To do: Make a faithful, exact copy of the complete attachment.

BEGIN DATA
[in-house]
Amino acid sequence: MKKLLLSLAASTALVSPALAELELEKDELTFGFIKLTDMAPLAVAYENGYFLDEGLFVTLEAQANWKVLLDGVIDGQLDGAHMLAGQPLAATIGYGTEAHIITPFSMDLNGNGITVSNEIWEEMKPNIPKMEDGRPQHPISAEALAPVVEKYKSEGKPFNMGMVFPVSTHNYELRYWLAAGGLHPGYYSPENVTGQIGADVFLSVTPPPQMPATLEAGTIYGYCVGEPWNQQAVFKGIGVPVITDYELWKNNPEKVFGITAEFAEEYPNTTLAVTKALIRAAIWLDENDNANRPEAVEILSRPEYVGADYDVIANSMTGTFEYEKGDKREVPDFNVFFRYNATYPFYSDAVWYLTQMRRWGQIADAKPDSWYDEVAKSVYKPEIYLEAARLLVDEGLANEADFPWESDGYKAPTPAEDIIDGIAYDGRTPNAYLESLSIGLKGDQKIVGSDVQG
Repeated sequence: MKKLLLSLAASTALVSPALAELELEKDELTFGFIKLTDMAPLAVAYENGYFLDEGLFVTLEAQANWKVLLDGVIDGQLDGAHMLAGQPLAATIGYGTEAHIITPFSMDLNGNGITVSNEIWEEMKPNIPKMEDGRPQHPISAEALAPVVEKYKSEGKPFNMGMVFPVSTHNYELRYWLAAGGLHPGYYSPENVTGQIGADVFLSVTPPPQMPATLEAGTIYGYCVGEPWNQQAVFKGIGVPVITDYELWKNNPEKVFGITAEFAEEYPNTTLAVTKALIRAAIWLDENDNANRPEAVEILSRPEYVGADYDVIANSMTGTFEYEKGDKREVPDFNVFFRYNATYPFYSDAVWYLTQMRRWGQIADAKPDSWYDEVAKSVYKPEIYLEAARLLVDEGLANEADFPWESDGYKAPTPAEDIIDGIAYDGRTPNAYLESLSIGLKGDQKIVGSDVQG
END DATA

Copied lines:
[in-house]
Amino acid sequence: MKKLLLSLAASTALVSPALAELELEKDELTFGFIKLTDMAPLAVAYENGYFLDEGLFVTLEAQANWKVLLDGVIDGQLDGAHMLAGQPLAATIGYGTEAHIITPFSMDLNGNGITVSNEIWEEMKPNIPKMEDGRPQHPISAEALAPVVEKYKSEGKPFNMGMVFPVSTHNYELRYWLAAGGLHPGYYSPENVTGQIGADVFLSVTPPPQMPATLEAGTIYGYCVGEPWNQQAVFKGIGVPVITDYELWKNNPEKVFGITAEFAEEYPNTTLAVTKALIRAAIWLDENDNANRPEAVEILSRPEYVGADYDVIANSMTGTFEYEKGDKREVPDFNVFFRYNATYPFYSDAVWYLTQMRRWGQIADAKPDSWYDEVAKSVYKPEIYLEAARLLVDEGLANEADFPWESDGYKAPTPAEDIIDGIAYDGRTPNAYLESLSIGLKGDQKIVGSDVQG
Repeated sequence: MKKLLLSLAASTALVSPALAELELEKDELTFGFIKLTDMAPLAVAYENGYFLDEGLFVTLEAQANWKVLLDGVIDGQLDGAHMLAGQPLAATIGYGTEAHIITPFSMDLNGNGITVSNEIWEEMKPNIPKMEDGRPQHPISAEALAPVVEKYKSEGKPFNMGMVFPVSTHNYELRYWLAAGGLHPGYYSPENVTGQIGADVFLSVTPPPQMPATLEAGTIYGYCVGEPWNQQAVFKGIGVPVITDYELWKNNPEKVFGITAEFAEEYPNTTLAVTKALIRAAIWLDENDNANRPEAVEILSRPEYVGADYDVIANSMTGTFEYEKGDKREVPDFNVFFRYNATYPFYSDAVWYLTQMRRWGQIADAKPDSWYDEVAKSVYKPEIYLEAARLLVDEGLANEADFPWESDGYKAPTPAEDIIDGIAYDGRTPNAYLESLSIGLKGDQKIVGSDVQG